Sturgis Motorcycle Rally: A ‘Tale of Caution’ in the Age of Covid-19

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It has been almost a year since Albert Aguirre, 40, was found dead at his home in Vermillion, South Dakota, and Van Balen’s long excursion this week was a celebration of the free spirit and the love of the outdoors from his longtime friend.

But Van Balen won’t stop at South Dakota’s annual Sturgis Motorcycle Rally, which Aguirre attended about a month before he died on September 10 from what authorities have listed as Covid-19.

“Too much risk,” said Van Balen, 42, of the rally, which was attended by 460,000 people in 2020, which infectious disease experts compared to “a wide spread event.”

“It’s definitely an uplifting tale,” Van Balen said of his friend’s death.

In South Dakota, where 59% of the population has received at least one dose of the coronavirus vaccine, the health department reported 52 cases per day last week – a peak of 68% from 31 cases by day of the previous week.
Aguirre’s friends don’t know exactly where he got sick. After the rally, he took a trip to Oklahoma and went out to college town where he lived alone. But they wonder if he would still be alive if he had avoided the crowded bars at the Sturgis Gathering and the crowded concerts where few revelers wore masks or stood away from others.

“Everyone wants to be free”

Steve Sample, a 67-year-old land surveyor from Arizona, will attend the 81st Annual Sturgis Gathering. This is his fifth year in a row, and he will be there with his wife, who is vaccinated against Covid-19, he said. He is not.

“I will go there every year until I die, whether Covid kills me or there is a head-on collision,” he said. “I am like this.”

A report by infectious disease experts from the U.S. Centers for Disease Control and Prevention and South Dakota health officials traced 649 cases of Covid-19 across the country and at least one death until the rally of 2020. The report says the rally’s “true national impact” on the pandemic is likely underestimated.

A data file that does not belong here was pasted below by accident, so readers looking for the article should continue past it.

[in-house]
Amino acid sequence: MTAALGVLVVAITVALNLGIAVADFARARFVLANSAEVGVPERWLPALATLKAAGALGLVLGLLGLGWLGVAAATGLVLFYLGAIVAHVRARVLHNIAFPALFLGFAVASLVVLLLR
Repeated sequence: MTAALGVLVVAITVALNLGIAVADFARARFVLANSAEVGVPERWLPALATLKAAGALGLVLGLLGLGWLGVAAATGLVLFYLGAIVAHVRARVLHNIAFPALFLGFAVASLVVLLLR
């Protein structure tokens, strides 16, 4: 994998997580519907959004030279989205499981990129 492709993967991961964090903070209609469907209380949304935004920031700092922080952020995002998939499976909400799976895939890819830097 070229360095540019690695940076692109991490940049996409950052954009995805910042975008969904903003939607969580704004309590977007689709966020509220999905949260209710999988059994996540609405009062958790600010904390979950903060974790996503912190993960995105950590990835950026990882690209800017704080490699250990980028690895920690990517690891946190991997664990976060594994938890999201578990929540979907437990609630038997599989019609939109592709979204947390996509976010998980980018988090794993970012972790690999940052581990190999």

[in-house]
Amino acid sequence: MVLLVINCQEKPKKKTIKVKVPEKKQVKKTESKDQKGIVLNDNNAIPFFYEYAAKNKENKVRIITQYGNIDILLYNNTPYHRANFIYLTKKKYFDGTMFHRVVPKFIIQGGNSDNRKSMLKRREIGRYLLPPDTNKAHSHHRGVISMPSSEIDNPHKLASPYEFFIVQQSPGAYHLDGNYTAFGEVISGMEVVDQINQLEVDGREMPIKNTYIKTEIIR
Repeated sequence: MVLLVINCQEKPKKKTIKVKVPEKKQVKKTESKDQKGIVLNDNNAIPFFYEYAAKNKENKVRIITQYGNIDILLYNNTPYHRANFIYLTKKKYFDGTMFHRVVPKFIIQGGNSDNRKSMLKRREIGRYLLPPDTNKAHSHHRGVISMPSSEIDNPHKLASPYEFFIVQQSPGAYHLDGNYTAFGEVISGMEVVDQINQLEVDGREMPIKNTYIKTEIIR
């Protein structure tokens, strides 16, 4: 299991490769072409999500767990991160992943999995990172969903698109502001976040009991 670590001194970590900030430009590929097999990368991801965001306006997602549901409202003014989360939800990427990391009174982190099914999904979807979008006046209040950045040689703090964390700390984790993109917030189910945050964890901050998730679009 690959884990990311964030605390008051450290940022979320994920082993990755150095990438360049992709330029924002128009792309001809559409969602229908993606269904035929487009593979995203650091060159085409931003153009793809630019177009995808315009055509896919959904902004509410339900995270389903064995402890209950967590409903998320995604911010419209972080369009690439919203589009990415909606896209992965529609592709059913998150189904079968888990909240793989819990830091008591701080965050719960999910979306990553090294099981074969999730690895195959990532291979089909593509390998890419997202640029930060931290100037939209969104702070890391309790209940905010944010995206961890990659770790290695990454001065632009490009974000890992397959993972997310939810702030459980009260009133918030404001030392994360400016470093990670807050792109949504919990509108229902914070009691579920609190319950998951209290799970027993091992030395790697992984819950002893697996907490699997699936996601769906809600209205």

“The Sturgis gathering exhibited many characteristics of a mass-market event: large crowds, high intensity of person-to-person contact, potential for highly infectious individuals traveling from hot spots and events in poor indoor environments. broken down, ”the report says.

Another CDC report linked the rally to a Covid-19 outbreak in Minnesota, where at least 51 residents who attended the event fell ill, and 35 others were infected after coming into contact with someone. who went to the rally. These 35 people were family, social and professional contacts, he said.

Of those 86 cases, four people were hospitalized and one died, according to the report.

In early September, the Minnesota Department of Health identified the death of Covid-19 during the rally. A spokesperson for the department said the person was in his 60s, had been hospitalized in intensive care and had underlying health issues.

“I didn’t see a single mask on anyone and was there for 10 days,” Sample said. “Everyone wants to be free.”

“There is a risk associated with everything”

As the latest rally proceeded despite opposition from local residents, Sturgis Town Manager Daniel Ainslie said this summer there had been no backsliding.

“We continue to encourage people to say that if they don’t have immunity and if they are in a high risk category, it is probably not wise for them to come,” a- he declared. “And we certainly don’t encourage people who have multiple high-risk categories to attend.”

Sturgis, the South Dakota Department of Health and Monument Health announced this week that Covid-19 self-test kits will be made available to rally attendees. Additionally, Ainslie said, hand sanitizing stations have been installed in downtown Sturgis for months.

South Dakota placed few restrictions on businesses during the pandemic and, at the last rally, there were no state, county or city mask warrants in effect, according to the CDC report.

The state has recorded 14,197 cases per 100,000 population, joining North Dakota and Rhode Island with the highest rates in the country.
South Dakota Governor Kristi Noem is seen at the Conservative Political Action Conference last month in Dallas, Texas.

Even when cases increased in his state last November, Republican Gov. Kristi Noem refused to impose masks or put in place measures that many other governors have taken to slow the spread. She insisted her condition had been most effective in quickly identifying and isolating cases

The governor is a strong supporter of the rally, saying that in order to organize events like this, people should be provided with information that allows them to protect their health while enjoying their way of life.